It’s finally April, and even if spring hasn’t arrived in many parts of the country, financial aid award letters most definitely have. Many families are now wondering if what they see is what they get.
In my experience as a College Coach finance educator, I’ve found that extra research may be required to fully understand those financial aid awards. Here are our top five tips for more accurately calculating the bottom line at each institution:
- Are the costs or the award estimated or incomplete? Some schools release award letters prior to setting actual tuition/housing/board rates for the upcoming year. Read the fine print carefully to see whether costs are estimates or actual, and keep that in mind so you’re not surprised if they change later. The award itself may be based on your estimated 2013 tax information. If it is, and your actual tax data differs significantly from your estimates, contact the school to find out what effect the change will have. Finally, some schools only list “direct” costs (tuition and fees, room and board) on the award letter, while others present a total cost of attendance that includes transportation and an allowance for personal expenses. Make sure you count ALL expenses when you are comparing awards and planning for college costs.
- Are the costs average or actual? When colleges present an award, they often do so using average costs for tuition, fees, room, and board. These may not reflect what you will actually pay. Is your child in a special program featuring additional fees? Do room rates vary by dorm? Is there choice in meal plans? These are all questions to answer as you calculate your bottom line.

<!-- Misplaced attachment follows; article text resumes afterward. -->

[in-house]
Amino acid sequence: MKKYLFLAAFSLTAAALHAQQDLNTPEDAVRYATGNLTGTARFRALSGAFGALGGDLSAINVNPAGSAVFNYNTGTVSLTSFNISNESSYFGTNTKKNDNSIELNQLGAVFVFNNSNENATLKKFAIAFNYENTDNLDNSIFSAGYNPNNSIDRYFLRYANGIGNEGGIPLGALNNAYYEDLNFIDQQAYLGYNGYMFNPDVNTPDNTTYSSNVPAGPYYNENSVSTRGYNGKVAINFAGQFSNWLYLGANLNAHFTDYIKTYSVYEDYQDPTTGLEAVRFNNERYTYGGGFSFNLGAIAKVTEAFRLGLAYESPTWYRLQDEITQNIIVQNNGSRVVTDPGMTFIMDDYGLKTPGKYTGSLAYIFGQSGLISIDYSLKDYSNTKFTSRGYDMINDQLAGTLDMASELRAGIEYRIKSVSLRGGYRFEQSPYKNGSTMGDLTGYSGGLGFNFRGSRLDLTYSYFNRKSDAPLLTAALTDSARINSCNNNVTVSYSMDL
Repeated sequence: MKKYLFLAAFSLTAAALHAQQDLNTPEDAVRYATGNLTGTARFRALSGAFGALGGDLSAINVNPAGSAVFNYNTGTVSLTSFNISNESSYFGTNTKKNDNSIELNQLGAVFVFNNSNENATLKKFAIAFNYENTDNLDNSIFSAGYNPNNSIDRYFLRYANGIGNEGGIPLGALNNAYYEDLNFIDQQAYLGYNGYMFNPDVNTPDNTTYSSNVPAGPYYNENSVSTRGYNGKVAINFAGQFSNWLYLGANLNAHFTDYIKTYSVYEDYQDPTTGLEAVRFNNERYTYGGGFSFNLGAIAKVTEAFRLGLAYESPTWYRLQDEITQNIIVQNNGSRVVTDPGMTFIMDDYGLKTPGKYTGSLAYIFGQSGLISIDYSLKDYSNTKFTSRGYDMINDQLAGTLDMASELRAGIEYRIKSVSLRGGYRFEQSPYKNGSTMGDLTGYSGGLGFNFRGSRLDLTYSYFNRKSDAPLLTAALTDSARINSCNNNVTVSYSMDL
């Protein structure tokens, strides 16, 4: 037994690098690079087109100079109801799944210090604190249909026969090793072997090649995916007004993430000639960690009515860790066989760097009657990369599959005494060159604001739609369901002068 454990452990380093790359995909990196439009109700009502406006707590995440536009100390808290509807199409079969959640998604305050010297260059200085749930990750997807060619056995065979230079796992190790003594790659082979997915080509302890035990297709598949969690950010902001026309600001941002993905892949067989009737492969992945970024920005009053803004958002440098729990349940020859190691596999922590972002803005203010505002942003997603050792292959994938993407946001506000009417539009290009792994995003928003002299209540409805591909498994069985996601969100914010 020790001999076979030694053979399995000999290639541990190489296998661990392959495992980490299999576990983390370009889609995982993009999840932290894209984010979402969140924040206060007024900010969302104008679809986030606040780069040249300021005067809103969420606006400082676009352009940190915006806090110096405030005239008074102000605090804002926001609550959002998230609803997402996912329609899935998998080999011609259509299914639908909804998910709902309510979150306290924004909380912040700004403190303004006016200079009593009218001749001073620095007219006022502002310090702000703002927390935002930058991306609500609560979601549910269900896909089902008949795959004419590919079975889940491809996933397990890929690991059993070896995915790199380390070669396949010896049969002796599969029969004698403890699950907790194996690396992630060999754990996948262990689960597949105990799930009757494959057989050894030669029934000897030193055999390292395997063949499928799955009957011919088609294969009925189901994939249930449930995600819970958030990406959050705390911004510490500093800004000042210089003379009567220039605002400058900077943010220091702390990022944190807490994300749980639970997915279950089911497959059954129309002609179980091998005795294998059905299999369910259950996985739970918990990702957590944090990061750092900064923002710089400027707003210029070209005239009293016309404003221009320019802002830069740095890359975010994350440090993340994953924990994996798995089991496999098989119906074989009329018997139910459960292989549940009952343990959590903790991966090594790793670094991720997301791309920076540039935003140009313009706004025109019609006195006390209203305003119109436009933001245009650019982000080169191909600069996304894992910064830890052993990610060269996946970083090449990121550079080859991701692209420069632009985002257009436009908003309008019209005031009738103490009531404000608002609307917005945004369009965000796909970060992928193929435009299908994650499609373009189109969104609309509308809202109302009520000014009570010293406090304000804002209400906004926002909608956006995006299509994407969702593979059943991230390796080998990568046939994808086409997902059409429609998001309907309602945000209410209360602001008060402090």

- What does the work-study award really mean? Remember that work-study funds are not disbursed up front—the student has to find a job and earn the money in order to receive them. The amount awarded is the maximum the student can earn in a year. Read the terms of the award to find out how the student can find a job, how likely they are to get one, and what the wage rate is. (Contact the Financial Aid Office if you can’t find this information.) Then do the math. How many hours per week will the student have to work to earn that money? Is it a reasonable amount? Use those calculations to come up with a realistic estimate of what your student can contribute to college costs via an on-campus job.
- What are the renewal criteria for need-based grants? The renewal criteria for merit scholarships are generally straightforward (e.g., a required GPA), but are often less clear-cut for need-based grants. Sometimes colleges use terminology like “renewable assuming your family demonstrates similar need from year to year.” What does that actually mean? The answer can vary from college to college. Don’t hesitate to ask for more specific information. Will the number of people in your household enrolled in college change over the next four years? Do you expect a future income increase? Find out exactly how “renewable” that grant is.
- Is this really a free ride? Beware of awards that equal close to or the entire cost of attendance. These look wonderful at first, but upon closer examination they often include a Federal PLUS Loan, which is a loan available for parents to borrow on behalf of their student. We have seen them called other names, like “Family Financing Option” and “Parent Financing,” and that is exactly what they are. PLUS Loans are a parental financing option, not financial aid, and they are available at just about every college, not just those that “award” them on a financial aid offer.
In sum, paying for college is just like any other major purchase – you need to read the fine print before letting your child sign on the dotted line. This will minimize unpleasant financial surprises and make the next four years much more manageable for your student and for you.